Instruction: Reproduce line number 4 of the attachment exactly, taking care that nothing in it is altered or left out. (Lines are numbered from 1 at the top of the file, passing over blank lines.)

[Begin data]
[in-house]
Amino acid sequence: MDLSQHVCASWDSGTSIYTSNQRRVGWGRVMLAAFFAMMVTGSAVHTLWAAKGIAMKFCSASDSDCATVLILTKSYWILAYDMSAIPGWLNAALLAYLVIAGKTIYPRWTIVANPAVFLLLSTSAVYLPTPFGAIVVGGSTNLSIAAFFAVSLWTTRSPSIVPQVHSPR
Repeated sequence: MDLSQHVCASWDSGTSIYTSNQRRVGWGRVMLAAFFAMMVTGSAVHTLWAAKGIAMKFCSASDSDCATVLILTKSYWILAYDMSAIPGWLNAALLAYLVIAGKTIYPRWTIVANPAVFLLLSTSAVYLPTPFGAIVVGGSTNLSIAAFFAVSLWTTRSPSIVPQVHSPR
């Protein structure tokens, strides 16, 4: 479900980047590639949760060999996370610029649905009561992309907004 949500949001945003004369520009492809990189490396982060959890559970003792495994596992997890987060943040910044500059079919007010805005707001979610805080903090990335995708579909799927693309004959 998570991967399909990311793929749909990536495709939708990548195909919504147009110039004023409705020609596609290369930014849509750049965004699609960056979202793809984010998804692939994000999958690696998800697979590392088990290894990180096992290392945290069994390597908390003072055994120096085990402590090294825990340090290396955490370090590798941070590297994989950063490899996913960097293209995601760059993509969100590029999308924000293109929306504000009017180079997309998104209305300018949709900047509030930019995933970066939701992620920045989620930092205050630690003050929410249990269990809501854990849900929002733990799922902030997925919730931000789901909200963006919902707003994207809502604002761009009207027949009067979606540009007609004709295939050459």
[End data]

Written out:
């Protein structure tokens, strides 16, 4: 479900980047590639949760060999996370610029649905009561992309907004 949500949001945003004369520009492809990189490396982060959890559970003792495994596992997890987060943040910044500059079919007010805005707001979610805080903090990335995708579909799927693309004959 998570991967399909990311793929749909990536495709939708990548195909919504147009110039004023409705020609596609290369930014849509750049965004699609960056979202793809984010998804692939994000999958690696998800697979590392088990290894990180096992290392945290069994390597908390003072055994120096085990402590090294825990340090290396955490370090590798941070590297994989950063490899996913960097293209995601760059993509969100590029999308924000293109929306504000009017180079997309998104209305300018949709900047509030930019995933970066939701992620920045989620930092205050630690003050929410249990269990809501854990849900929002733990799922902030997925919730931000789901909200963006919902707003994207809502604002761009009207027949009067979606540009007609004709295939050459």